Tech Trends: During pandemic, VCs look for promising startups to fund, Smiga and Bhatti say

    Recently, James Barrood, former CEO of the New Jersey Tech Council, hosted an online chat with investors Brian Smiga, co-founder and partner of Alpha Venture Partners, based in New York, and Jay Bhatti, co-founder and partner (technology) of BrandProject, also based in New York.  

    Both are venture capitalists who make New Jersey their home, and both are gung-ho on New Jersey as a place for startups to grow.

    While the conversation was wide-ranging, both investors told Barrood that essential businesses will win the bulk of VC funding during the COVID-19 business slowdown, as these are the companies that will be able to secure customers and grow the fastest.

    Alpha Venture Partners funds exclusively midstage growth rounds because its investors realize that firms are staying private longer and have excellent opportunities for growth at the middle stage. 

    “We work with about 500 early-stage VCs to be their opportunity fund,” Smiga said.

    Bhatti’s BrandProject is an early-stage fund that invests mostly in startups specializing in brands or consumer packaged goods. 

    “We started this in 2013, when ‘direct to the consumer’ was about to take off,” and it was good to be in this business, he said.

    Smiga added: “I think Jersey gets short shrift in the national news and in venture (capital). And I think Jersey’s biggest challenge is to attract great founders and entrepreneurs, because that’s what made us great in the first place.”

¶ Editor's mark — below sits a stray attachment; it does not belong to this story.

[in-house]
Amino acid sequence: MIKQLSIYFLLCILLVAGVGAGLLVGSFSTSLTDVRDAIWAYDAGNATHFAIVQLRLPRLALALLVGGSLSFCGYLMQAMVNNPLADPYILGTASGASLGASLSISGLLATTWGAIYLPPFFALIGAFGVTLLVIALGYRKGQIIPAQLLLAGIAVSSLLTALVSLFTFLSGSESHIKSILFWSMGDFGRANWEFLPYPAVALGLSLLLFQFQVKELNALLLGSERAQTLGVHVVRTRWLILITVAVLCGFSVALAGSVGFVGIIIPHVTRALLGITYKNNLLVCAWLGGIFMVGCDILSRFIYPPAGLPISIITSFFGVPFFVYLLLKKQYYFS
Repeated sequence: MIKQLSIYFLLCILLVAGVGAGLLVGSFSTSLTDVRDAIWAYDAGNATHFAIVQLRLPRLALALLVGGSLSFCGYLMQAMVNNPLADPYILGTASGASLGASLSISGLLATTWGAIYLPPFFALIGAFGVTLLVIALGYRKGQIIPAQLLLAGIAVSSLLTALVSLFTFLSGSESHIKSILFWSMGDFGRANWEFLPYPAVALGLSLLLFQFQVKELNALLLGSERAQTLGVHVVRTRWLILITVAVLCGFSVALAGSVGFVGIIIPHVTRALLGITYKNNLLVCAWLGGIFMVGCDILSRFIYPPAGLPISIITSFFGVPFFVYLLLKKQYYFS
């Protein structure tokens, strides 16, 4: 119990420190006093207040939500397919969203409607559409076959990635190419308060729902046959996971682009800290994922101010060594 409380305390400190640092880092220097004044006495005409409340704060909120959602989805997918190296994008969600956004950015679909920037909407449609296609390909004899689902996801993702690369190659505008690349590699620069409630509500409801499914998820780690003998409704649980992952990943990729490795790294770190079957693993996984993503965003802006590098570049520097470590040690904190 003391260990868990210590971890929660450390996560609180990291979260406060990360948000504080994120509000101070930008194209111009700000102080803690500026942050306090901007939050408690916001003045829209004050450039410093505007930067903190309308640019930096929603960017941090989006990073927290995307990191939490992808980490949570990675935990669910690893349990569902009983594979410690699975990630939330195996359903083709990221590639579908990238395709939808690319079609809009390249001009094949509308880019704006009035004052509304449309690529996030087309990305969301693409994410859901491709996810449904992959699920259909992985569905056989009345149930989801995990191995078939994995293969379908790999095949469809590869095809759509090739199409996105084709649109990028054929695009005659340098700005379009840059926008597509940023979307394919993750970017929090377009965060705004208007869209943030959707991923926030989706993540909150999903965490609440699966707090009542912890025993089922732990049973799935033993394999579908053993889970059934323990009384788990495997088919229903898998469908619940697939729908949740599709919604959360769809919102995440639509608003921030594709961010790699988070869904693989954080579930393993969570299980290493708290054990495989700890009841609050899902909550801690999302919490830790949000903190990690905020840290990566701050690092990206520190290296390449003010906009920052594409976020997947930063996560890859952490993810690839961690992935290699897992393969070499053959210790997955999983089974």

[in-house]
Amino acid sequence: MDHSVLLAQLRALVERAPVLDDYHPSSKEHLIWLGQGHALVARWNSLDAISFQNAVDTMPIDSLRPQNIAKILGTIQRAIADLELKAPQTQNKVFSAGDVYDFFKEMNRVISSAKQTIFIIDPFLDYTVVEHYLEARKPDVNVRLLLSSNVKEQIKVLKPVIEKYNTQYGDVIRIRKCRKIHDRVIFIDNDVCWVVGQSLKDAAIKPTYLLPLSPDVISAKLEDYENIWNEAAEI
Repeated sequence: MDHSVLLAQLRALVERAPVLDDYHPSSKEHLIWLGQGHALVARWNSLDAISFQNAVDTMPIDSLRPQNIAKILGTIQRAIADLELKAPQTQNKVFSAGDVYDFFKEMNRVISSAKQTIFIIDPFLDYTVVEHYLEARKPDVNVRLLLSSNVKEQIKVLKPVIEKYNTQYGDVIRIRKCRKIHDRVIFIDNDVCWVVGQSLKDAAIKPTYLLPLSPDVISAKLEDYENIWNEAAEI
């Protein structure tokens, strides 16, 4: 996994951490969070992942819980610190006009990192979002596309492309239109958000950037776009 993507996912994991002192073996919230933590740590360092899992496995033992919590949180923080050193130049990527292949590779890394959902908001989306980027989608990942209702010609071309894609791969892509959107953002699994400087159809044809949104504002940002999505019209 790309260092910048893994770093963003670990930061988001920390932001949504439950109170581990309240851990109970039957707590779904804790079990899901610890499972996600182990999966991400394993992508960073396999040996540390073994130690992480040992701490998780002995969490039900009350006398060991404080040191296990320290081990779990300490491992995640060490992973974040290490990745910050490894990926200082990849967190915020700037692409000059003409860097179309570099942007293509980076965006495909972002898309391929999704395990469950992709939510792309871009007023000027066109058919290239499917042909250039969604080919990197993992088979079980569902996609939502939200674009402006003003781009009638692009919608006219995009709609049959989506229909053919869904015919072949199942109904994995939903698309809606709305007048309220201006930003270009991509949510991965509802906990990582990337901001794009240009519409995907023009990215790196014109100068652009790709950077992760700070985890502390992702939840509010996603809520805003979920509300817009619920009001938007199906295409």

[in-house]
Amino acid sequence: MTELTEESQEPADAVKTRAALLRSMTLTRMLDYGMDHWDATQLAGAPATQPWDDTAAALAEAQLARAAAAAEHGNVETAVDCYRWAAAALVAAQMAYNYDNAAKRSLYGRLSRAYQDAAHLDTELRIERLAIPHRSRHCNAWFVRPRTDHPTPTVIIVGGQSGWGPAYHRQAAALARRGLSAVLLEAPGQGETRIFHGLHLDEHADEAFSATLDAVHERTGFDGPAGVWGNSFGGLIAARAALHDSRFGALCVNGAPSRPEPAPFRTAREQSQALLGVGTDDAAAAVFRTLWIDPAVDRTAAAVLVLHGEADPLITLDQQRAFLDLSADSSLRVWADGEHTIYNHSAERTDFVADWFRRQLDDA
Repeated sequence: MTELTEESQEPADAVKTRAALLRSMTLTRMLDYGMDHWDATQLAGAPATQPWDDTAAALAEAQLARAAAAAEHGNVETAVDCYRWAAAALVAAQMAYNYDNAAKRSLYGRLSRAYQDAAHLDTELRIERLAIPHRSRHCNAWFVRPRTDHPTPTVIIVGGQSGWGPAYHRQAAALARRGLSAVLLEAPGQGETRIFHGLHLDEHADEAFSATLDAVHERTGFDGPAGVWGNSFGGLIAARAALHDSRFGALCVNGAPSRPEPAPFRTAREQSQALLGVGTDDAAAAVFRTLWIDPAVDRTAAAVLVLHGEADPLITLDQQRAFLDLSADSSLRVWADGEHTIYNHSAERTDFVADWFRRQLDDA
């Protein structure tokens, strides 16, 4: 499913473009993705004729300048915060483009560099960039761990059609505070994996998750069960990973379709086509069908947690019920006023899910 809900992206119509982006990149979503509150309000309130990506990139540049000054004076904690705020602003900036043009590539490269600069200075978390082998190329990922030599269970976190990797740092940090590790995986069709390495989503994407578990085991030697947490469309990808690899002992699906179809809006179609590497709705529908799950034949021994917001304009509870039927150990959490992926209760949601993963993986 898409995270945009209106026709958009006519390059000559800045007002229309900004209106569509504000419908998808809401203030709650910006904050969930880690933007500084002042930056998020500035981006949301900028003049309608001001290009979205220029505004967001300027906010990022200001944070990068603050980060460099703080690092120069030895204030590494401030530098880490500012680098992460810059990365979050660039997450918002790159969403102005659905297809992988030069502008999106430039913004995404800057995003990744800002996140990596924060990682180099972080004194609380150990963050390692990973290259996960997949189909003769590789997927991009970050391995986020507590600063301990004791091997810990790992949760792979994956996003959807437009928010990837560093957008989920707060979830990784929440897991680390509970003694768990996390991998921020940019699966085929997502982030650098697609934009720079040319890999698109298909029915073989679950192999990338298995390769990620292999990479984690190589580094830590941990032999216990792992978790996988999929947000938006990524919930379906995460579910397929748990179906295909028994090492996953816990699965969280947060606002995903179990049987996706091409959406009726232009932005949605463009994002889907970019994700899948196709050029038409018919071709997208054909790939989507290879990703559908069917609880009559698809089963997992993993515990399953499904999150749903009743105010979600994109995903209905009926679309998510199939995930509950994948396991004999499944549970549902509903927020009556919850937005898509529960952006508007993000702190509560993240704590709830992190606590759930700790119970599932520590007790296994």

New Jersey had fallen behind, but “not now,” he said. 

    “Now, I think there is a great upcoming crop of founders and entrepreneurs, and an emerging class of investors like Jay, who are investing in the early stage in New Jersey,” he added. 

    He said that he thinks New Jersey is a phenomenal location for entrepreneurs born in the U.S., born outside the U.S. or even for foreign companies that want to set up shop in the U.S.

    COVID and VC funding

    Barrood asked how the COVID-19 economic crisis has been affecting their investing. Smiga said that Alpha was very lucky. Its portfolio companies have a lot of ways to cope with a recessionary environment, such as reducing the workforce, cutting costs — whatever will take care of the business.

    File photo
    James Barrood, former CEO of the New Jersey Tech Council.

    “Because we invest in growth-stage companies, 95% of the capital we have invested is in companies that have 18 months of cash runway. And, also, because we invested in counterrecessionary plays, they are all either getting an immediate COVID lift or will get a quick growth return (as) soon as we’re out of complete sheltering,” said Smiga.

    That has been great, he added, because Alpha has been able to concentrate on its companies, not just on putting out fires. 

    “We’ve coined the term ‘the essential economy’ as what defines what we are investing in,” he said.

    He noted that founders should ask themselves, “Are you building a product or a service that saves people so much time and money that it’s essential?”

    Bhatti agreed. He advised founders that, even though there is a lot of uncertainty in the world and the markets, if they’re offering something about which people say, “I still need this product, this product is essential for me,” they will be in good shape.

    He said that BrandProject got lucky because it had invested in a lot of companies that are considered essential in today’s environment, such as food and delivery companies. Still, some retail companies they invested in, in the nutrition and vitamin space, had to shut down for a little bit. Bhatti believes that those retailers will ultimately be OK because people consider them necessary.

    BrandProject’s investment criteria prioritize companies that deliver what people need in an area where an existing player isn’t doing a great job delivering its solution or has let its brand or product age too much because it isn’t innovating.

    Passing ‘essentiality’ test